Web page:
Home
In this issue
April 21, 2014

Andrew Silow-Carroll: Passoverkill? Suggestions to make next year's seders even more culturally sensitive

Sara Israelsen Hartley: Seeking the Divine: An ancient connection in a new context

Christine M. Flowers: Priest's execution in Syria should be call to action

Courtnie Erickson: How to help kids accept the poor decisions of others

Lizette Borreli: A Glass Of Milk A Day Keeps Knee Arthritis At Bay

Lizette Borreli: 5 Health Conditions Your Breath Knows Before You Do

The Kosher Gourmet by Betty Rosbottom Coconut Walnut Bars' golden brown morsels are a beautifully balanced delectable delight

April 18, 2014

Rabbi Yonason Goldson: Clarifying one of the greatest philosophical conundrums in theology

Caroline B. Glick: The disappearance of US will

Megan Wallgren: 10 things I've learned from my teenagers

Lizette Borreli: Green Tea Boosts Brain Power, May Help Treat Dementia

John Ericson: Trying hard to be 'positive' but never succeeding? Blame Your Brain

The Kosher Gourmet by Julie Rothman Almondy, flourless torta del re (Italian king's cake), has royal roots, is simple to make, . . . but devour it because it's simply delicious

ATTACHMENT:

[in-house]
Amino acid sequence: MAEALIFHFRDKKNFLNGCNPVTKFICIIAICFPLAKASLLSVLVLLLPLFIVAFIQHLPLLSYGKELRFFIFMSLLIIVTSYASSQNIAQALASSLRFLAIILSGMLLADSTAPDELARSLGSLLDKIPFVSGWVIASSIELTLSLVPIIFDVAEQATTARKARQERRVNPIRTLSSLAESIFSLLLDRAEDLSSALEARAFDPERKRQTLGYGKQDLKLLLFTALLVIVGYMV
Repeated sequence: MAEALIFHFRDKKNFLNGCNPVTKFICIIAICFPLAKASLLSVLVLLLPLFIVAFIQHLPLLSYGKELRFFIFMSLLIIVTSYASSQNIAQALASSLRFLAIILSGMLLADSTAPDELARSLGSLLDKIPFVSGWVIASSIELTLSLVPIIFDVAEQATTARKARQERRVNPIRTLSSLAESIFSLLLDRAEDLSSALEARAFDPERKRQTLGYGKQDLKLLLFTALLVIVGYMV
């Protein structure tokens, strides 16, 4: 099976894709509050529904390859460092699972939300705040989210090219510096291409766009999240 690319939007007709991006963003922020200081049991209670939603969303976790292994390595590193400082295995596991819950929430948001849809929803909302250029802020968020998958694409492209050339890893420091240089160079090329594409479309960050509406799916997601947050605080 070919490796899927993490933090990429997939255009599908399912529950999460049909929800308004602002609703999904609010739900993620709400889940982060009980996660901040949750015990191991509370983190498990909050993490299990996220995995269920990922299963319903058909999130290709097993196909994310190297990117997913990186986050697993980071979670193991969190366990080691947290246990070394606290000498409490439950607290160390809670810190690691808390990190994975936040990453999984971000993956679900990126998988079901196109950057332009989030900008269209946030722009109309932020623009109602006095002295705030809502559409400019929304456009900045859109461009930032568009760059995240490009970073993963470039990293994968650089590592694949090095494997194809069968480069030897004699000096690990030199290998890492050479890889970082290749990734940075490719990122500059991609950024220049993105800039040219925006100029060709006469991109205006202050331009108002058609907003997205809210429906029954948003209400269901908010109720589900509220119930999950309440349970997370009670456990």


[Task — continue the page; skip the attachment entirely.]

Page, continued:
April 14, 2014

Rabbi Dr Naftali Brawer: Passover frees us from the tyranny of time

Greg Crosby: Passing Over Religion

Eric Schulzke: First degree: How America really recovered from a murder epidemic

Georgia Lee: When love is not enough: Teaching your kids about the realities of adult relationships

Cameron Huddleston: Freebies for Your Lawn and Garden

Gordon Pape: How you can tell if your financial adviser is setting you up for potential ruin

Dana Dovey: Up to 500,000 people die each year from hepatitis C-related liver disease. New Treatment Has Over 90% Success Rate

Justin Caba: Eating Watermelon Can Help Control High Blood Pressure

The Kosher Gourmet by Joshua E. London and Lou Marmon Don't dare pass over these Pesach picks for Manischewitz!

April 11, 2014

Rabbi Hillel Goldberg: Silence is much more than golden

Caroline B. Glick: Forgetting freedom at Passover

Susan Swann: How to value a child for who he is, not just what he does

Cameron Huddleston: 7 Financial Tasks You Should Tackle Right Now

Sandra Block and Lisa Gerstner: How to Profit From Your Passion

Susan Scutti: A Simple Blood Test Might Soon Diagnose Cancer

Chris Weller: Have A Slow Metabolism? Let Science Speed It Up For You

The Kosher Gourmet by Diane Rossen Worthington Whitefish Terrine: A French take on gefilte fish

April 9, 2014

Jonathan Tobin: Why Did Kerry Lie About Israeli Blame?

Samuel G. Freedman: A resolution 70 years later for a father's unsettling legacy of ashes from Dachau

Jessica Ivins: A resolution 70 years later for a father's unsettling legacy of ashes from Dachau

Kim Giles: Asking for help is not weakness

Kathy Kristof and Barbara Hoch Marcus: 7 Great Growth Israeli Stocks

Matthew Mientka: How Beans, Peas, And Chickpeas Cleanse Bad Cholesterol and Lowers Risk of Heart Disease

Sabrina Bachai: 5 At-Home Treatments For Headaches

The Kosher Gourmet by Daniel Neman Have yourself a matzo ball: The secrets bubby never told you and recipes she could have never imagined